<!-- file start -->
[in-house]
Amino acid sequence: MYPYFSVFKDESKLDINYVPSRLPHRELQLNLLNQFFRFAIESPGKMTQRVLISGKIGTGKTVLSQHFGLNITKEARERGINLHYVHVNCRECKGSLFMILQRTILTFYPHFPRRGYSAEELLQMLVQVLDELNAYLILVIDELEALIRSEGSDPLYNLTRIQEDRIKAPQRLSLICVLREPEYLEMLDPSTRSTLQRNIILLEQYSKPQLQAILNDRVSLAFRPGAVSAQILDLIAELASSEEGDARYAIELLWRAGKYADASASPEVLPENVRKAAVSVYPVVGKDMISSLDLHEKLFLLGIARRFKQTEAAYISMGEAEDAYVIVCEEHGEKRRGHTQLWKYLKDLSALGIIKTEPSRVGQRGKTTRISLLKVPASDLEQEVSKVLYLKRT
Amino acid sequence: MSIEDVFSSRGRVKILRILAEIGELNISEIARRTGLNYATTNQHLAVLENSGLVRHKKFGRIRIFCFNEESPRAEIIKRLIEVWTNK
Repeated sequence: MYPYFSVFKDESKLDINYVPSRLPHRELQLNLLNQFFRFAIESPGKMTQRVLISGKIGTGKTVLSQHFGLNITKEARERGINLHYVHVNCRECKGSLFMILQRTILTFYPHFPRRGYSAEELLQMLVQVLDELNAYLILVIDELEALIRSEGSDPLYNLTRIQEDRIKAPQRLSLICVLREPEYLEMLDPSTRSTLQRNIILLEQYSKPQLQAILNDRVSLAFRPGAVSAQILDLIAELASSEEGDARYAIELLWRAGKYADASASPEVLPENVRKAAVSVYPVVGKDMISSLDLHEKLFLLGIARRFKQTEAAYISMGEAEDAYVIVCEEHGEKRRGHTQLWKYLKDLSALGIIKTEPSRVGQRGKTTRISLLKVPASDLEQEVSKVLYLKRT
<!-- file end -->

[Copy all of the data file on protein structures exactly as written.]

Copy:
[in-house]
Amino acid sequence: MYPYFSVFKDESKLDINYVPSRLPHRELQLNLLNQFFRFAIESPGKMTQRVLISGKIGTGKTVLSQHFGLNITKEARERGINLHYVHVNCRECKGSLFMILQRTILTFYPHFPRRGYSAEELLQMLVQVLDELNAYLILVIDELEALIRSEGSDPLYNLTRIQEDRIKAPQRLSLICVLREPEYLEMLDPSTRSTLQRNIILLEQYSKPQLQAILNDRVSLAFRPGAVSAQILDLIAELASSEEGDARYAIELLWRAGKYADASASPEVLPENVRKAAVSVYPVVGKDMISSLDLHEKLFLLGIARRFKQTEAAYISMGEAEDAYVIVCEEHGEKRRGHTQLWKYLKDLSALGIIKTEPSRVGQRGKTTRISLLKVPASDLEQEVSKVLYLKRT
Amino acid sequence: MSIEDVFSSRGRVKILRILAEIGELNISEIARRTGLNYATTNQHLAVLENSGLVRHKKFGRIRIFCFNEESPRAEIIKRLIEVWTNK
Repeated sequence: MYPYFSVFKDESKLDINYVPSRLPHRELQLNLLNQFFRFAIESPGKMTQRVLISGKIGTGKTVLSQHFGLNITKEARERGINLHYVHVNCRECKGSLFMILQRTILTFYPHFPRRGYSAEELLQMLVQVLDELNAYLILVIDELEALIRSEGSDPLYNLTRIQEDRIKAPQRLSLICVLREPEYLEMLDPSTRSTLQRNIILLEQYSKPQLQAILNDRVSLAFRPGAVSAQILDLIAELASSEEGDARYAIELLWRAGKYADASASPEVLPENVRKAAVSVYPVVGKDMISSLDLHEKLFLLGIARRFKQTEAAYISMGEAEDAYVIVCEEHGEKRRGHTQLWKYLKDLSALGIIKTEPSRVGQRGKTTRISLLKVPASDLEQEVSKVLYLKRT